The company has previously fended off other attempts in Brazil, Canada, Gibraltar, The Hague and the US – where the judgment was also ruled to be a product of fraud.
Citing a postscript from the award, the Dutch court said that it was “difficult to understand” how the parties have spent so much money on legal proceedings when the money could have been used to repair environmental damage in the Lago Agrio region and address personal harm of individual plaintiffs.
Last year, Chevron defeated Ecuador’s bid to set aside a set of earlier awards issued in the arbitration in the Dutch Supreme Court, which refused to disturb a lower court’s findings that the five awards did not violate Dutch public policy or the rights of Ecuadorean citizens who are not parties to the arbitration.
Meanwhile, a criminal contempt trial against the Lago Agrio plaintiffs’ counsel in the original Ecuadorian court proceeding, US lawyer Steven Donziger, was delayed until 4 November by a New York judge that is set to hear the case.
Donziger has been under house arrest pending the trial for over a year awaiting trial on charges that r eportedly carry a maximum sentence of six months.
Earlier this month, over 200 lawyers from the International Association of Democratic Lawyers f iled a judicial c omplaint against the judge that issued the house arrest order for the “abusive targeting” of Donzinger, alleging “a series of shocking violations of the judicial code of conduct.”
Chevron Corporation and Texaco Petroleum Company v Ecuador
In the District Court of The Hague
Counsel to Chevron
Partner Gerard Meijer, managing associate Bo Ra D van der Plas-Hoebeke, associate Richard Hansen, and junior associate Luuk Uilenbroek in Amsterdam
- Zenas Legal
Partner Jozua van der Beek in Amsterdam
- Bureau Brandeis
Partner Louis Berger in Amsterdam
- Chevron managing in-house counsel Andres Romero-Delmastro in California
Counsel to Ecuador
- Clifford Chance
Counsel Juliette JM Luycks in Amsterdam
In the UNCITRAL arbitration (PCA Case No. 2009-23)
- Albert Jan van den Berg (Netherlands) (president)
- Horacio Grigera Naón (Argentina) (appointed by Chevron)
- Vaughan Lowe QC (UK) (appointed by Ecuador)
*replaced VV Veeder QC following his death in March 2020
Counsel to Chevron Corporation and Texaco Petroleum Company
- In-house counsel Hewitt Pate, Ricardo Reis Veiga, Jose Martin and Andres Romero-Delmastro of Chevron Corporation
- King & Spalding
Partners Doak Bishop, Tracie Renfroe, Wade Coriell, Carol Wood and Elizabeth Silbert with counsel David Weiss and associates Sara McBrearty, Eldy Quintanilla Roché and Ginny Castelan in Houston; partners Ed Kehoe and Caline Mouwad, counsel Isabel Fernández de la Cuesta and associate Jessica Beess und Chrostin in New York; partners Brian White and counsel Amelia Magee in Atlanta; and associate Anisha Sud in Singapore
- Three Crowns (from September 2014)
Partners Jan Paulsson and Luke Sobota
- James Crawford SC of Matrix Chambers (until September 2014)
Counsel to Ecuador
- Attorney general Diego García Carrión (until February 2018), acting attorney general Rafael Parreño Nava (until August 2018) and attorney general Íñigo Salvador Crespo (from August 2018); former director of international affairs and arbitration Blanca Gómez de la Torre (until August 2018) and the new director of international affairs and arbitration Claudia Salgado Levy; and Christel Gaibor, Luis Felipe Aguilar, Daniela Palacios, Maria Teresa Borja, Xavier Rubio and Macarena Bahamonde Foley Hoag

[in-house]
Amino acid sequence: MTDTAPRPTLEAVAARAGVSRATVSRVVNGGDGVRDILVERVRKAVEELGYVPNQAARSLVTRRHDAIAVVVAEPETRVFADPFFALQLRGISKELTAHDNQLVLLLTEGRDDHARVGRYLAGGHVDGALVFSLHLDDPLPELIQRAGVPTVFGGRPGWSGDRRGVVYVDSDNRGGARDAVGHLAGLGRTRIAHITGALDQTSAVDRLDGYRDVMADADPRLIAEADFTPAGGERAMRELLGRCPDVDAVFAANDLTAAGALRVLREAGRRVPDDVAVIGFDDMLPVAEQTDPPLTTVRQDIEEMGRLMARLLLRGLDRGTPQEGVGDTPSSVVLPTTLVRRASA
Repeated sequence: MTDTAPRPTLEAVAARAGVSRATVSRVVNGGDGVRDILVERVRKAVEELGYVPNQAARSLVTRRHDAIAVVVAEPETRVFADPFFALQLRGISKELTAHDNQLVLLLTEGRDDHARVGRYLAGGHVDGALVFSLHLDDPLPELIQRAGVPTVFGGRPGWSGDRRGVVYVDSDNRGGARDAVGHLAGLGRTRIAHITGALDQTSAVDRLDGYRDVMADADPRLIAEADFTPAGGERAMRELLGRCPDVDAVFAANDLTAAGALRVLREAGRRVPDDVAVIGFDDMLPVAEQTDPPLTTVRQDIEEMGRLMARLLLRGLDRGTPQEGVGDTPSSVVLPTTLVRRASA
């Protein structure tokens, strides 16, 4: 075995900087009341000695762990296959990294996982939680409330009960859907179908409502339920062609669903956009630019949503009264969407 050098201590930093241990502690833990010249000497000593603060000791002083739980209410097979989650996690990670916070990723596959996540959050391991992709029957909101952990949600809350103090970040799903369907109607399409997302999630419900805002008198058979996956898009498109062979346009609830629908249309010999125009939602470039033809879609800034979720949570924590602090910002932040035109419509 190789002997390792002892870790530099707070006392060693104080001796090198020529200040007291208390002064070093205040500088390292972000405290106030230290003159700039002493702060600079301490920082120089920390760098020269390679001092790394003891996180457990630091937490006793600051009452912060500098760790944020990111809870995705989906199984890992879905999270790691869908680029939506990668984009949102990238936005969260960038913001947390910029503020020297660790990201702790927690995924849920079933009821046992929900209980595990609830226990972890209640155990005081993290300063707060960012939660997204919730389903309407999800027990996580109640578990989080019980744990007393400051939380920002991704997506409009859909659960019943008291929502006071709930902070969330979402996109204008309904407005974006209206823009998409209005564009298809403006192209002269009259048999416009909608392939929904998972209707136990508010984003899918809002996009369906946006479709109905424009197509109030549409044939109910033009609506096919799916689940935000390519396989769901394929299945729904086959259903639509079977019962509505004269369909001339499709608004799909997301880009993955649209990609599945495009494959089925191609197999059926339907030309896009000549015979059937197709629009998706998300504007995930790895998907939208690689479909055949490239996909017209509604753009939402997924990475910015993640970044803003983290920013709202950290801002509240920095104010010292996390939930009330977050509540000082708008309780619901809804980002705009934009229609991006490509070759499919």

- Winston & Strawn (until 2019)
Partners Eric Bloom, Nicole Silver* and Tomás Leonard* with associates Eric Goldstein, Carolina Romero Acevedo and Kathy Ames Valdivieso in DC, partner Ricardo Ugarte in Chicago,
and Nassim Hooshmandnia in Hong Kong
*both no longer with firm
- Professor Pierre Mayer
Partners Eduardo Silva Romero, José Manuel García Represa and senior associate Audrey Caminades in Paris with international counsel Alvaro Galindo in Washington, DC (from December 2014)
- Zachary Douglas and Luis Gonzalez Garcia of Matrix Chambers (until November 2014)
- David Agnor Rapaport & Skalny
Partner Gregory Ewing** in Maryland
** Stayed on the case after leaving Winston & Strawn in October 2016
- Robert Wasserstrom
- Ángel Oquendo of the University of Connecticut School of Law
- Vladimiro Álvarez Grau in Guayaquil
- Enrique Barros Bourie of Enrique Barros & Compañía in Santiago, Chile
- César Coronel Jones of Coronel & Pérez in Guayaquil
- David Caron Gregory Douglas*
- Gustavo Romero Ponce of Romero Arteta Ponce in Quito
- John A. Connor
- Brent Kaczmarek of Navigant Consulting in Washington, DC
- Michael Younger of Stroz Friedberg in Minneapolis
- Robert Leonard*
- Gerald McMenamin of California State University in Fresno
- Mitchell Seligson of Vanderbilt University Jan Paulsson (later became counsel) William T. Allen
- Weston Anson Adam Torres William D. Bellamy
- Thomas E. McHugh* Robert Hinchee*
- Suresh Moolgavkar of the University of Washington
- Pedro J.J. Álvarez dated 31 May 2013; Douglas Southgate of Ohio State University Patrick Juola of Duquesne University* Santiago Velázquez Coello
- Jorge Wright-Ycaza
- Spencer Lynch of Stroz Friedberg*
- Juan Carlos Riofrío Martínez-Villalba dated 13 January
- Roberto Salgado Valdez Genaro Eguiguren
- Gilles Le Chatelier of Adamas Avocats
- Fabián Andrade Narváez of Cardinal, Abogados y Consultores in Quito
- Kenneth Goldstein*, Edward Garvey* and Jeffrey Short of the Louis Berger Group
- Philippe Grandjean of the Harvard School of Public Health
- Edwin Theriot
- Kenneth Kaigler of Kaigler Consulting
- Christopher Racich of Vestigant
- Harlee S. Strauss*
- Paul H. Templet of Louisiana State University
- Jan M. van Dunné
- Blanca Laffon of University of A Coruña
* Cross-examined at hearing